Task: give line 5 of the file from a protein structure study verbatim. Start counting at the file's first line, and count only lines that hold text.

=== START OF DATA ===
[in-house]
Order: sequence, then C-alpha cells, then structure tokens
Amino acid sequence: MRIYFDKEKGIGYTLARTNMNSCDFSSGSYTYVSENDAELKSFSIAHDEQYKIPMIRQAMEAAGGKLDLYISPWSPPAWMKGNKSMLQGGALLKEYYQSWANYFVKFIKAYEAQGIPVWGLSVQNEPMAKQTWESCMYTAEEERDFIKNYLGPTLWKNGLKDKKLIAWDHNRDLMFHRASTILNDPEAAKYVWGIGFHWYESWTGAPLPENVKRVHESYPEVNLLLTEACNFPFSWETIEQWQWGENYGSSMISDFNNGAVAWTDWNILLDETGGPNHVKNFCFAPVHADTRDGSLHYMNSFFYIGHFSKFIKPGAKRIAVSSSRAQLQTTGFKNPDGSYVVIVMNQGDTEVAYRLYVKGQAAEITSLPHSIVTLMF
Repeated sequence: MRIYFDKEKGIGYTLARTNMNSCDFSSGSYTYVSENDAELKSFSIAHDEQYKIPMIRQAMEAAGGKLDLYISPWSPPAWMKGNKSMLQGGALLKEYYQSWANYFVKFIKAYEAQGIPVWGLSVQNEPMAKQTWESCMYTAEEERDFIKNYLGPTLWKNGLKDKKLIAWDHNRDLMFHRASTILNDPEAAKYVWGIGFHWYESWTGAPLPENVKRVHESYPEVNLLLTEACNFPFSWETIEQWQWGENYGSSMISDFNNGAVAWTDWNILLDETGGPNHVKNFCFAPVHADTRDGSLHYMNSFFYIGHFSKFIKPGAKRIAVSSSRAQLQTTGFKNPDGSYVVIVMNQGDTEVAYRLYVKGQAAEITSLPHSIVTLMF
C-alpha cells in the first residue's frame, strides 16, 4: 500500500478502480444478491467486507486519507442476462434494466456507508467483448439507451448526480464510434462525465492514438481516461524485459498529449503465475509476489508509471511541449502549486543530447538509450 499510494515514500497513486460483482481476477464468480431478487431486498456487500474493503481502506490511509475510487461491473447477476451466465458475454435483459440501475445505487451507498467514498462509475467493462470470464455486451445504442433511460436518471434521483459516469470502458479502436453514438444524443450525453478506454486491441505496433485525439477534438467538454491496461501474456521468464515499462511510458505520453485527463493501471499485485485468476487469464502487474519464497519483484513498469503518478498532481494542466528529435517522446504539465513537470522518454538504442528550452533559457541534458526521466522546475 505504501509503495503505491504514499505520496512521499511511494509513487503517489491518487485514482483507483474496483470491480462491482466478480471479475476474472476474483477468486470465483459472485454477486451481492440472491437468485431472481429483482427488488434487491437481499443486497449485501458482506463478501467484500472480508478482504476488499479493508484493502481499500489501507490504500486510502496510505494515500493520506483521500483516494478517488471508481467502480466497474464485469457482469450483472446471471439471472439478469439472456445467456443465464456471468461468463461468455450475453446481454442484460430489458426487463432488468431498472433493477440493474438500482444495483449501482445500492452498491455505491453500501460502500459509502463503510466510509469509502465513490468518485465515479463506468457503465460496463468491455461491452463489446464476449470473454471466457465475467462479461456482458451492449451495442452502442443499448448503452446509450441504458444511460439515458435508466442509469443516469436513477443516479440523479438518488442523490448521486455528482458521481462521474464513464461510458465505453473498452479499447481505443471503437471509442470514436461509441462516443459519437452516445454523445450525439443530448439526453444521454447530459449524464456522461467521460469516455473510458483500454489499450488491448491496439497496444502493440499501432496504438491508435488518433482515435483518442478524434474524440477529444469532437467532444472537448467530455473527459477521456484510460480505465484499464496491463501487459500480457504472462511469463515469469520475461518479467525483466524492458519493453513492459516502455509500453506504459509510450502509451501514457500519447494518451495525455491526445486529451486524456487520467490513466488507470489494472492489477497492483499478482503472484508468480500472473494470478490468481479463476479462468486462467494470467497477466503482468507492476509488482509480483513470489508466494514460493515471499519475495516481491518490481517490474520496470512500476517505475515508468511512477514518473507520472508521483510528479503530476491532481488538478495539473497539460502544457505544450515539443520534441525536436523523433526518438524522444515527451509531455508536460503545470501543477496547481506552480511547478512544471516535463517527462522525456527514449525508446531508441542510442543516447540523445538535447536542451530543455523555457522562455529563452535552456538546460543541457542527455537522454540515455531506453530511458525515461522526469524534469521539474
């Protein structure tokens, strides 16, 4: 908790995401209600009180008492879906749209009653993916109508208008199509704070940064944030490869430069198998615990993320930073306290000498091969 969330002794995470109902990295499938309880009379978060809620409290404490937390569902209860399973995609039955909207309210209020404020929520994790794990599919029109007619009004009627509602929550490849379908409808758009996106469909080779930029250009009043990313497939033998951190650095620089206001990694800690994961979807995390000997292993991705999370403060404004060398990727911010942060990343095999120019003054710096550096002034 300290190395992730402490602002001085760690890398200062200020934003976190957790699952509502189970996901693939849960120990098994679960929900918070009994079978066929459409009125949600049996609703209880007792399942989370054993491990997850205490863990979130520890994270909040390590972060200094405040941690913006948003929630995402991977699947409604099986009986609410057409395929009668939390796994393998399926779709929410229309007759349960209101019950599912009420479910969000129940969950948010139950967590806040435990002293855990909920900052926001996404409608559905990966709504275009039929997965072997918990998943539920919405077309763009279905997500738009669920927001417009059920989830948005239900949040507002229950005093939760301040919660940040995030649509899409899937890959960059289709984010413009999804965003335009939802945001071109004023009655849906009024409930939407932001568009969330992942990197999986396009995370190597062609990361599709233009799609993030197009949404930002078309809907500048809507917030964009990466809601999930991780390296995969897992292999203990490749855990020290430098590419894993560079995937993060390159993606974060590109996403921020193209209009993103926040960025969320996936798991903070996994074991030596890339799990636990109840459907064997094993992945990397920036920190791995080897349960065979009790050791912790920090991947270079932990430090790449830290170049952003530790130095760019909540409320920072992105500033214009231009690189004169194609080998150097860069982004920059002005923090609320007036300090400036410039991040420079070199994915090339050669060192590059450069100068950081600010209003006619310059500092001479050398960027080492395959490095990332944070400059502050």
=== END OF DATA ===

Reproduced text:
C-alpha cells in the first residue's frame, strides 16, 4: 500500500478502480444478491467486507486519507442476462434494466456507508467483448439507451448526480464510434462525465492514438481516461524485459498529449503465475509476489508509471511541449502549486543530447538509450 499510494515514500497513486460483482481476477464468480431478487431486498456487500474493503481502506490511509475510487461491473447477476451466465458475454435483459440501475445505487451507498467514498462509475467493462470470464455486451445504442433511460436518471434521483459516469470502458479502436453514438444524443450525453478506454486491441505496433485525439477534438467538454491496461501474456521468464515499462511510458505520453485527463493501471499485485485468476487469464502487474519464497519483484513498469503518478498532481494542466528529435517522446504539465513537470522518454538504442528550452533559457541534458526521466522546475 505504501509503495503505491504514499505520496512521499511511494509513487503517489491518487485514482483507483474496483470491480462491482466478480471479475476474472476474483477468486470465483459472485454477486451481492440472491437468485431472481429483482427488488434487491437481499443486497449485501458482506463478501467484500472480508478482504476488499479493508484493502481499500489501507490504500486510502496510505494515500493520506483521500483516494478517488471508481467502480466497474464485469457482469450483472446471471439471472439478469439472456445467456443465464456471468461468463461468455450475453446481454442484460430489458426487463432488468431498472433493477440493474438500482444495483449501482445500492452498491455505491453500501460502500459509502463503510466510509469509502465513490468518485465515479463506468457503465460496463468491455461491452463489446464476449470473454471466457465475467462479461456482458451492449451495442452502442443499448448503452446509450441504458444511460439515458435508466442509469443516469436513477443516479440523479438518488442523490448521486455528482458521481462521474464513464461510458465505453473498452479499447481505443471503437471509442470514436461509441462516443459519437452516445454523445450525439443530448439526453444521454447530459449524464456522461467521460469516455473510458483500454489499450488491448491496439497496444502493440499501432496504438491508435488518433482515435483518442478524434474524440477529444469532437467532444472537448467530455473527459477521456484510460480505465484499464496491463501487459500480457504472462511469463515469469520475461518479467525483466524492458519493453513492459516502455509500453506504459509510450502509451501514457500519447494518451495525455491526445486529451486524456487520467490513466488507470489494472492489477497492483499478482503472484508468480500472473494470478490468481479463476479462468486462467494470467497477466503482468507492476509488482509480483513470489508466494514460493515471499519475495516481491518490481517490474520496470512500476517505475515508468511512477514518473507520472508521483510528479503530476491532481488538478495539473497539460502544457505544450515539443520534441525536436523523433526518438524522444515527451509531455508536460503545470501543477496547481506552480511547478512544471516535463517527462522525456527514449525508446531508441542510442543516447540523445538535447536542451530543455523555457522562455529563452535552456538546460543541457542527455537522454540515455531506453530511458525515461522526469524534469521539474